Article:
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Proposed East Grand Forks sales tax still awaits decision at Minnesota Legislature

The tax would help pay for several improvements on the Civic Center, the baseball field at Itts Williams Park adjacent to the Civic Center and the VFW Memorial Arena.

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A water tower in East Grand Forks, Minn. (Grand Forks Herald photo)
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EAST GRAND FORKS – A 20-year, 1.25% sales tax is still making its way through the Minnesota Legislature. If it's approved there, the tax will then come back to East Grand Forks for a citywide vote in the fall.

Parks and Recreation Superintendent Reid Huttunen, said the hope is to learn of the legislators' decision by next month.

If approved at the state and community level, the tax, which will generate $21.5 million, will help fund updates to the city’s recreation facilities. The total estimated cost of the recreation improvement project is $29,792,509, though Huttunen said that price is subject to change. The additional $8 million needed would come from fundraising and other funding sources.

Improvements would be made on the Civic Center, the baseball field at Itts Williams Park adjacent to the Civic Center and the VFW Memorial Arena.

While the Civic Center has had upgrades over the course of the years — such as having a dedicated locker room for the girls high school hockey team and renovations to the concessions areas and restrooms done in 2015 — Huttunen said the planned improvements would get the rest of the building caught up.

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The VFW Memorial Arena hasn’t received any major renovations. Huttunen said the facility has stayed almost exactly the same as when it was built in 1982.

The renovations are separated into two phases, with phase one including major improvements that are the top priority for funding within the master plan. Some of the major improvements include ensuring the facilities are compliant with the American with Disabilities Act; upgrades to mechanical, electrical and plumbing; fixing the ice rink systems at the VFW Memorial Arena; and improving the field structure at Itts Williams Park. The total estimated cost of improvements within phase one would be $24,710,319.

Within phase two are project priorities that would take shape as fundraising dollars are generated and after phase one projects are fully funded. Some of these improvements include installing an emergency generator at the Civic Center and building a connection addition: a new lobby, concessions, viewing areas and multi-purpose rooms in the VFW Memorial Arena. The total estimated cost of phase two renovations would be $5,082,190.

Huttunen said plans for the improvements to the facilities have been discussed on the City Council level since around 2018. The city had a sales tax request at the state Legislature in 2020, but the COVID-19 pandemic ended up kicking sales tax requests to the side. Since then, Huttunen said more discussion has occurred on the work needed for the facilities.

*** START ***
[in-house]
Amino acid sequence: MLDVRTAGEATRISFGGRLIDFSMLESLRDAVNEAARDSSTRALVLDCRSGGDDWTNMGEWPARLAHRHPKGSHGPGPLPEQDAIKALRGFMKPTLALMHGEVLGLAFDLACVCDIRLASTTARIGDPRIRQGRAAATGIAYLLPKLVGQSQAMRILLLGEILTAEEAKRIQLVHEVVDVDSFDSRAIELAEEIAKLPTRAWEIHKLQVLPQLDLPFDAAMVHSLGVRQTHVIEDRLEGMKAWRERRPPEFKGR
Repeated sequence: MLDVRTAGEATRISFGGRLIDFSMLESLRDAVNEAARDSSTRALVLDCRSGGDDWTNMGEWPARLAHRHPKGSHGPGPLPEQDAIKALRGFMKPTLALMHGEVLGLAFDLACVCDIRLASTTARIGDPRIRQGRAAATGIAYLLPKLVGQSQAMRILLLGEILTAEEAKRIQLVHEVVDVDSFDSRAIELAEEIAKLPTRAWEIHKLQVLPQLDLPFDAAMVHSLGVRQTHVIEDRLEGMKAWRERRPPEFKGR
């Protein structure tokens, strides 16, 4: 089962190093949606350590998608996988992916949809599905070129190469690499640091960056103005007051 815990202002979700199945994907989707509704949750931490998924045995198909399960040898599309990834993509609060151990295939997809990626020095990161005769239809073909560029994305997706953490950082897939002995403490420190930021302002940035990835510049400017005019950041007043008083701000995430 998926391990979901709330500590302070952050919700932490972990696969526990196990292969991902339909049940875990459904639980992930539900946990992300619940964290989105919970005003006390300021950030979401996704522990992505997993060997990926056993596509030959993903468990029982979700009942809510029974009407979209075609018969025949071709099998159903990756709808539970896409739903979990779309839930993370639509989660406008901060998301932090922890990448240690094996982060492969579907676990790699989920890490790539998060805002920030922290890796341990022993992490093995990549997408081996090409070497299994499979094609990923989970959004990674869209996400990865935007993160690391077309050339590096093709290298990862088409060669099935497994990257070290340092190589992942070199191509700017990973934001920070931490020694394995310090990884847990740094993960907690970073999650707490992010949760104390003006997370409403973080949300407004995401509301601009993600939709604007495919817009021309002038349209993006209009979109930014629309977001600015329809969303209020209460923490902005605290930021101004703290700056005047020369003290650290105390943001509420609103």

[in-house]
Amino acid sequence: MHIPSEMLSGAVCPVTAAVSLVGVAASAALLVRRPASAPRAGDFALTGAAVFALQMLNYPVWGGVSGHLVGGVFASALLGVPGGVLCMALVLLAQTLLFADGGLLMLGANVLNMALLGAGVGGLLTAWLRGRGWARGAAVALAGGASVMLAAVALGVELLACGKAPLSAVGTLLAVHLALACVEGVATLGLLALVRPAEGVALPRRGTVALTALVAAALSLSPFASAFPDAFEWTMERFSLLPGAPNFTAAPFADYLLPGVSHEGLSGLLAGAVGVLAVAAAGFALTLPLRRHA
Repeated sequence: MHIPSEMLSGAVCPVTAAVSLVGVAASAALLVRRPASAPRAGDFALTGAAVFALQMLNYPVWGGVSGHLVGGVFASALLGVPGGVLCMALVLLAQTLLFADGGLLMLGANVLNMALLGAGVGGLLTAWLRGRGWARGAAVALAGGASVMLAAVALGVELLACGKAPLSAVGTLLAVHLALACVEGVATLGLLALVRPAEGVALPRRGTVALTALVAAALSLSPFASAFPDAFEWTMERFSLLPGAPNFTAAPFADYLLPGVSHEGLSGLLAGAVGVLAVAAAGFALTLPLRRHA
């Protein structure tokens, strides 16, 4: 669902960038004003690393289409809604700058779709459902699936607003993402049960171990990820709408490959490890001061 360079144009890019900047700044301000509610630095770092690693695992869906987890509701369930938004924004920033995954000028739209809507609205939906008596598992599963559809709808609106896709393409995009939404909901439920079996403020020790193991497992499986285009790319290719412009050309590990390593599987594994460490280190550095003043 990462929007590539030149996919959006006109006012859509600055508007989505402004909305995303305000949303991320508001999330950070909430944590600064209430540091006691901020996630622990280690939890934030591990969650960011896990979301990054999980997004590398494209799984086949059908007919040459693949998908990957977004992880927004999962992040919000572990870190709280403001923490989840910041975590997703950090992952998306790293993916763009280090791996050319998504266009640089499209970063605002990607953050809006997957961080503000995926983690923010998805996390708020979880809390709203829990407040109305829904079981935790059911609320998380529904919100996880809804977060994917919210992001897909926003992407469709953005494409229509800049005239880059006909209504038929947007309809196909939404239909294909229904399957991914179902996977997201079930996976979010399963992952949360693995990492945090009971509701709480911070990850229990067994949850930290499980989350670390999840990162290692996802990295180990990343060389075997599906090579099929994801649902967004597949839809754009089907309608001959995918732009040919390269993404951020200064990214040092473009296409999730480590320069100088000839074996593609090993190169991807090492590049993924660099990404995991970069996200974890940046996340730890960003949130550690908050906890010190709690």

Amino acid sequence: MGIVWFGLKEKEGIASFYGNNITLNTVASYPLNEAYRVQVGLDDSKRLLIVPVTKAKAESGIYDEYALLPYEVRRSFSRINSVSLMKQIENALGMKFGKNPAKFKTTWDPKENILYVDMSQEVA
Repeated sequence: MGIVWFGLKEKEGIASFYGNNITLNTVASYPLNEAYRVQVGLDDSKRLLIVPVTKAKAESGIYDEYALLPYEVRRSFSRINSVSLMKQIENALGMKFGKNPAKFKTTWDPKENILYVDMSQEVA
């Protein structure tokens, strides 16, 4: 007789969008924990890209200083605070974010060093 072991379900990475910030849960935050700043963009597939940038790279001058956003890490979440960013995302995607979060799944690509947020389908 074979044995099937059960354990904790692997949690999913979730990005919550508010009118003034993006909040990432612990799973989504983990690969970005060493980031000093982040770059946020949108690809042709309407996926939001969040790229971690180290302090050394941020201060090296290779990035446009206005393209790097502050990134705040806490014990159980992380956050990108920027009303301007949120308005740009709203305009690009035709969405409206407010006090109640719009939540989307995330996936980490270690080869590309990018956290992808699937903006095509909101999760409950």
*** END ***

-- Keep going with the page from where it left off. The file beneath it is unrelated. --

“That gave us an opportunity to reassess where we were at and made sure that our plans for how we wanted to improve the facilities was going the right direction,” Huttunen said. “We formed a building committee to really take a dedicated look at that work in early 2021 and that’s the work that we’re trying to carry through with this plan we have today.”

Earlier this year the council approved a 30-year, 1.25% sales tax that would have helped pay for $37.4 million in facility upgrades, but the tax was vetoed by Mayor Steve Gander, who was concerned about the length of a 30-year tax. Ultimately, the council passed a shorter 20-year sales tax, which has meant budget reductions have been made to the project.

Some of those reductions include reducing the HVAC central monitoring systems in the Civic Center and VFW Memorial Arena as well as reducing the number of parking spaces in the planned redesigned parking lots.

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Overall, Huttunen said the renovations will improve the safety of the facilities and will also ensure they’re being used on a year-round basis.

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“The goal of it is to make the facilities stand the test of time and more efficient, more up-to-date and more accessible from an ADA perspective, but also just from a user perspective,” Huttunen said. “We want to better serve how and when the facilities can be used.”

Huttunen said the improvements would not only benefit the residents of East Grand Forks, but also people in Grand Forks and throughout the region.

“There would be a lot of opportunities for people from outside of East Grand Forks to be able to come in and use them, whether that be for a community event, a convention, a public meeting or to take in a hockey game or figure skating competition,” he said.    

Related Topics: EAST GRAND FORKS
Meghan Arbegast grew up in Security-Widefield, Colorado. She earned a Bachelor of Science in Journalism from North Dakota State University in Fargo, in 2021.

Arbegast wrote for The Spectrum, NDSU's student newspaper, for three years and was Head News Editor for two years. She was an intern with University Relations her last two semesters of college.

Arbegast covers news pertaining to the city of Grand Forks/East Grand Forks including city hall coverage.

Readers can reach Arbegast at 719-235-8640 or MArbegast@gfherald.com.

Pronouns: She/Her
Languages: English
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